cover art for Legendary plant breeder Peter Moore reflects 40 years and 45 plants

Horticulture Week Podcast

Legendary plant breeder Peter Moore reflects 40 years and 45 plants

Season 3, Ep. 39

Plant breeder Peter Moore, who has been creating new plants for 40 years, tells HortWeek about his new breeding and his vast experience in the production of new plants.

He started work at Hillier in 1960 with some legendary Hillier propagators.

In 1997 he left Hillier’s to become propagator at Longstock Park Nursery in Hampshire. He is still responsible for the National Collection of Buddleja held at the nursery and is also a member of the RHS hardy plant trial committee.

Plant collectors like Sir Harold Hillier and Roy Lancaster were early inspirations, but it was Peter Dummer, the great Hillier propagator and plant breeder who was his biggest influence. He showed and monitored Moore in the skill of plant breeding so he made my first hybrid Pete Dummer came up with the name Aztec Pearl, possibly his greatest success. The first hybrid of the genus launched at Chelsea in 1989.

He talks about how he has spent hundreds of hours plant breeding. All the stamens are carefully removed before pollinating and the flowers are covered with a pollinating bag. Nothing is left to chance.

The most rewarding of the plants he has raised is Choisya White Dazzler, is available at most garden centres in the UK, listed in the RHS Plant Finder and sold in the EU.

Moore discusses the state of British plant breeding, Brexit, peat, what Chelsea winners are still around, how he markets plants and the help John

Hedger, Neil Alcock, Charles Carr, Plantipp and Genesis have given for the 45 plants he has raised over the years.

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  • 24. Make Parks Sexy Again! - the joy of parks with Paul Rabbitts

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  • 22. Plant Collection holder Jonathan Sheppard takes his 'hobby' to Chelsea Flower Show

    Former corporate lobbyist/political adviser Jonathan Shepherd is tentatively "proud to be called a bit of a horticulturist".But horticulturist he very much is. The National Plant Collection holder is a veteran of Hampton Court Palace Flower Show in 2022 and 2023 where he won silver gilt for his Cosmos collection display (he also has a hollyhock national collection). In 2024, he makes his exhibiting debut at RHS Chelsea Flower Show.So with all the work of growing and nurturing some 3,000 Cosmos to select 100 in peak condition in May 2024, what's in it for him?"Commercially it's a ridiculous decision because doing flower shows, it costs a fair amount of money. He is conscious, if a tad sceptical about the need to address sustainability as a grower. He grows in peat-free compost, favours terracotta pots over plastic ones, but he tries not to "over-egg what I do".But in the run-up to Chelsea, his plant collections are recovering from a severe flooding event which will provide a dramatic narrative backdrop to his exhibit at Chelsea.He narrates the events of 20 October 2023 in the wake of storm Babette:"By 4.30 in the morning we heard the upstairs toilet start bubbling, which I think was a sign that all the drains had been overloaded. And we literally packed the car and kind of evacuated...filling the car with my precious seeds for the National Plant Collection.""I think that part of the flower show is actually focusing on flooding and resilience this year...well what better story to say that a grower that's been flooded out can come back, can come to Chelsea and show award-winning flowers?"The experience chimes with his interest in water conservation; his two plant collections survive solely on the 20,000 litres of the rainwater he stores over winter. It's a far cry from his former life when Jonathan was, he jokes, "one of those nasty lobbyists that people imagine" working for clients such as Royal Mail, Boots and the Woodland Trust - "essentially working in the political arena to either guard against threats that come from Government because all legislation has unintended consequences, or indeed spotting opportunities".He says he is actually proud of some of the work lobbyists do, "keeping Government in check and ensuring that perhaps some decisions that they take, that can be quite ludicrous and ridiculous because they haven't got all the information, perhaps get amended or changed or influenced".He contemplates what horticulture should be lobbying for: "If I was the industry, I'd be gearing up for the next election...what are you going to be wanting from whoever forms the next Government? What are your five asks?" He asks for "certainty" on peat and a more joined-up approach.Despite the recent attention lavished on the industry during the Lords Horticulture Enquiry and subsequent report, the work is not over, he says."There has to be a realisation...that once you've had a big piece of work, right, we're there, we're done...but politics doesn't work like that.."It's following through on that and ensuring that you don't let Government off the hook.As for the future, as his "hobby" takes an ever greater hold of him, Jonathan is contemplating possibilities, maybe even a third national plant collection. Watch this space.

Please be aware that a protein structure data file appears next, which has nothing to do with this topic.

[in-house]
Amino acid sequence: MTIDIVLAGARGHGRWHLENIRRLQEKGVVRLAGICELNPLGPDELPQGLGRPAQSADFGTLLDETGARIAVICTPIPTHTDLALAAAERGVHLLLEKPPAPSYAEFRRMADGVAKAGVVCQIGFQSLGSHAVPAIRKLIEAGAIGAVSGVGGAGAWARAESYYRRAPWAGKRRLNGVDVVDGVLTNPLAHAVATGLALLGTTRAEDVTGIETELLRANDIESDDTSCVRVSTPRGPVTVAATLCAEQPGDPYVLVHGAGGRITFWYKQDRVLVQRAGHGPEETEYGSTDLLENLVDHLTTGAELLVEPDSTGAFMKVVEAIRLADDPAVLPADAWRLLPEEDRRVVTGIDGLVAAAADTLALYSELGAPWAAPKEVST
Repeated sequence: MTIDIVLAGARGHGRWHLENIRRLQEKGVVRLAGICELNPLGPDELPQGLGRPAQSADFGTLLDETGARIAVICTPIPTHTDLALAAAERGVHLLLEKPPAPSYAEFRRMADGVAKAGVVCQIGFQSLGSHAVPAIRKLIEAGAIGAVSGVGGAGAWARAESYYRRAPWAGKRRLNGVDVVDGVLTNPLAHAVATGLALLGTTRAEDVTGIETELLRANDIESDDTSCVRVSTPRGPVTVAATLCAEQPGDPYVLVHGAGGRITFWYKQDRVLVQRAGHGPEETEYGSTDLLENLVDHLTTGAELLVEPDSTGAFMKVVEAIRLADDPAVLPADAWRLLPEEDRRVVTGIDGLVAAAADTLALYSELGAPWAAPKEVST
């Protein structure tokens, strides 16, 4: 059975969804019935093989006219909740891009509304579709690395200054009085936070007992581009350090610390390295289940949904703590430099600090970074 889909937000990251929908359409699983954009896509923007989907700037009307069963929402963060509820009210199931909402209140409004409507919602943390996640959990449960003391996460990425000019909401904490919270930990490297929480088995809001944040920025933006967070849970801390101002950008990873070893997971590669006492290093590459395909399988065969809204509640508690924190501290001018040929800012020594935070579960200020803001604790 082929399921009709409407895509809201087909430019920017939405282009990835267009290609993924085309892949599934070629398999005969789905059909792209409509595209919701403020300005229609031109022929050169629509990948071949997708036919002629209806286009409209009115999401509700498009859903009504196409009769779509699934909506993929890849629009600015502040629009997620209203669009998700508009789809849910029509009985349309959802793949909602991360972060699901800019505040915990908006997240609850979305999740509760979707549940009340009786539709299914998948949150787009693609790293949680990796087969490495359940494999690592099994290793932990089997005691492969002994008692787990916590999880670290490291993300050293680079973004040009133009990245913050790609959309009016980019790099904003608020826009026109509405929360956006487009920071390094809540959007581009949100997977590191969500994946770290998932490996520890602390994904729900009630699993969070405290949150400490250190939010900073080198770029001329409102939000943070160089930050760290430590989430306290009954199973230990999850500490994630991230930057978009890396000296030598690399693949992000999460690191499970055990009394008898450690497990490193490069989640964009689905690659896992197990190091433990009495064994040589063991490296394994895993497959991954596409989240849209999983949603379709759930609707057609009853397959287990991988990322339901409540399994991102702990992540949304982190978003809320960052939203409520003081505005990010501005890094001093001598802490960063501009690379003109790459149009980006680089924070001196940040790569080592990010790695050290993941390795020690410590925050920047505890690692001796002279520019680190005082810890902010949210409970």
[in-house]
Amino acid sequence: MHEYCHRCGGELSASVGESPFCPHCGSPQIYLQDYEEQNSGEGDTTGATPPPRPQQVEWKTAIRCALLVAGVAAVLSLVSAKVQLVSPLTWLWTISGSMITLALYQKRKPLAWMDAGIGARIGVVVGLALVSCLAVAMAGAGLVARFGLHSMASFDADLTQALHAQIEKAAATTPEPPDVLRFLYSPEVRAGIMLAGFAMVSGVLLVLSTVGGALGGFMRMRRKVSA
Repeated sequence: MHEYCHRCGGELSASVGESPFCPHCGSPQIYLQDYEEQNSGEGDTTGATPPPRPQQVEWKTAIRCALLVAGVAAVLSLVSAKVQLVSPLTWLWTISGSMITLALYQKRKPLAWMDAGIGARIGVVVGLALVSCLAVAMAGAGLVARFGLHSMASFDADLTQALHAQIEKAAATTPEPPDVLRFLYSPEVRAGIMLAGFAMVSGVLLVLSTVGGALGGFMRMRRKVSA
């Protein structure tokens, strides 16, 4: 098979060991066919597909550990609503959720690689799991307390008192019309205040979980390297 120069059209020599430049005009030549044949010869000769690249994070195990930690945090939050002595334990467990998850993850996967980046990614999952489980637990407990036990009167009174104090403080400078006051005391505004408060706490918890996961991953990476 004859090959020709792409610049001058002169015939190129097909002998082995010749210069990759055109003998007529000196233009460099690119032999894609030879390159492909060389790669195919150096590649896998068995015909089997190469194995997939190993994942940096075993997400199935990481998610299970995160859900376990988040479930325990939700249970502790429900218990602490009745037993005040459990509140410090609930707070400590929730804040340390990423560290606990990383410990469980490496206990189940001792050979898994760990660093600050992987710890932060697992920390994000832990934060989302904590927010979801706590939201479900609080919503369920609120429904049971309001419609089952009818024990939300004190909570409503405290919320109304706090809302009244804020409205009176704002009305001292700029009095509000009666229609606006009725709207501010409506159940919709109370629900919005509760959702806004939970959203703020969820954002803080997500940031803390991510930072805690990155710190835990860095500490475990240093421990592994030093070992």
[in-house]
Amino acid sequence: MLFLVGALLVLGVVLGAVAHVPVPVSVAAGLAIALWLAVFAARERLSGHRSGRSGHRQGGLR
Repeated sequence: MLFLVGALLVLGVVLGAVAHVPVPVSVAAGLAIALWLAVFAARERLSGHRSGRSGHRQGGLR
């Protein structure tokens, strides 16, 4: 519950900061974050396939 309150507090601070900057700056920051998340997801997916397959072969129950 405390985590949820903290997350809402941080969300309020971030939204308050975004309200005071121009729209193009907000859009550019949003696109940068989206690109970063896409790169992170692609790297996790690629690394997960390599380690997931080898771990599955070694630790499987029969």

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  • 19. Why horticulture should get on board with the benefits of horticulture therapy with Annabelle Padwick

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  • 17. TV Garden Ninja Lee Burkhill on passing on garden knowledge

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